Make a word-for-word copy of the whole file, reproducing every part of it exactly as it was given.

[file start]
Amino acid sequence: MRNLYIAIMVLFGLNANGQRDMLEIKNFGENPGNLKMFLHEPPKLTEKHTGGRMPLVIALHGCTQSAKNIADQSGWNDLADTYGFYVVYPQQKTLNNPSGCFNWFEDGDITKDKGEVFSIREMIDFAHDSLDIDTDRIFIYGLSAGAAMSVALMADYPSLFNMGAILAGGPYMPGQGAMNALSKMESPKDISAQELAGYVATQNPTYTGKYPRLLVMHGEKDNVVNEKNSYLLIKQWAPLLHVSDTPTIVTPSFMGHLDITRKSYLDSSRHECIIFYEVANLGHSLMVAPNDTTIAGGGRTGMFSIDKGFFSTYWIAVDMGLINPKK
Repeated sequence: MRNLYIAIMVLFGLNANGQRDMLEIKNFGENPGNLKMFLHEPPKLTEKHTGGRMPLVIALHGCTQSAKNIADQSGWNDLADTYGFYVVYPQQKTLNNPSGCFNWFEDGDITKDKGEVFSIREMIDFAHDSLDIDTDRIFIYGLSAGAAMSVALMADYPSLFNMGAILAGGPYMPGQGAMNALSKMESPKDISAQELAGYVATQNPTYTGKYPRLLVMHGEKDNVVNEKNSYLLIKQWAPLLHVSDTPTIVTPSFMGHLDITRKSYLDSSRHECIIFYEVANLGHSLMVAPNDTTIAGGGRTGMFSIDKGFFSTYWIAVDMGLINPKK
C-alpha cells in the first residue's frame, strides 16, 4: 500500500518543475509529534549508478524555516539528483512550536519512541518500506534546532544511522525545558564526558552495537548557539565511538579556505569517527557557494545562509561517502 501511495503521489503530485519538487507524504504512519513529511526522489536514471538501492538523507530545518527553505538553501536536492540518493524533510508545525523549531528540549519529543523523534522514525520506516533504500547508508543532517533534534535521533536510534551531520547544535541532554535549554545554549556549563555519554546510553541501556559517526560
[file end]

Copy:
Amino acid sequence: MRNLYIAIMVLFGLNANGQRDMLEIKNFGENPGNLKMFLHEPPKLTEKHTGGRMPLVIALHGCTQSAKNIADQSGWNDLADTYGFYVVYPQQKTLNNPSGCFNWFEDGDITKDKGEVFSIREMIDFAHDSLDIDTDRIFIYGLSAGAAMSVALMADYPSLFNMGAILAGGPYMPGQGAMNALSKMESPKDISAQELAGYVATQNPTYTGKYPRLLVMHGEKDNVVNEKNSYLLIKQWAPLLHVSDTPTIVTPSFMGHLDITRKSYLDSSRHECIIFYEVANLGHSLMVAPNDTTIAGGGRTGMFSIDKGFFSTYWIAVDMGLINPKK
Repeated sequence: MRNLYIAIMVLFGLNANGQRDMLEIKNFGENPGNLKMFLHEPPKLTEKHTGGRMPLVIALHGCTQSAKNIADQSGWNDLADTYGFYVVYPQQKTLNNPSGCFNWFEDGDITKDKGEVFSIREMIDFAHDSLDIDTDRIFIYGLSAGAAMSVALMADYPSLFNMGAILAGGPYMPGQGAMNALSKMESPKDISAQELAGYVATQNPTYTGKYPRLLVMHGEKDNVVNEKNSYLLIKQWAPLLHVSDTPTIVTPSFMGHLDITRKSYLDSSRHECIIFYEVANLGHSLMVAPNDTTIAGGGRTGMFSIDKGFFSTYWIAVDMGLINPKK
C-alpha cells in the first residue's frame, strides 16, 4: 500500500518543475509529534549508478524555516539528483512550536519512541518500506534546532544511522525545558564526558552495537548557539565511538579556505569517527557557494545562509561517502 501511495503521489503530485519538487507524504504512519513529511526522489536514471538501492538523507530545518527553505538553501536536492540518493524533510508545525523549531528540549519529543523523534522514525520506516533504500547508508543532517533534534535521533536510534551531520547544535541532554535549554545554549556549563555519554546510553541501556559517526560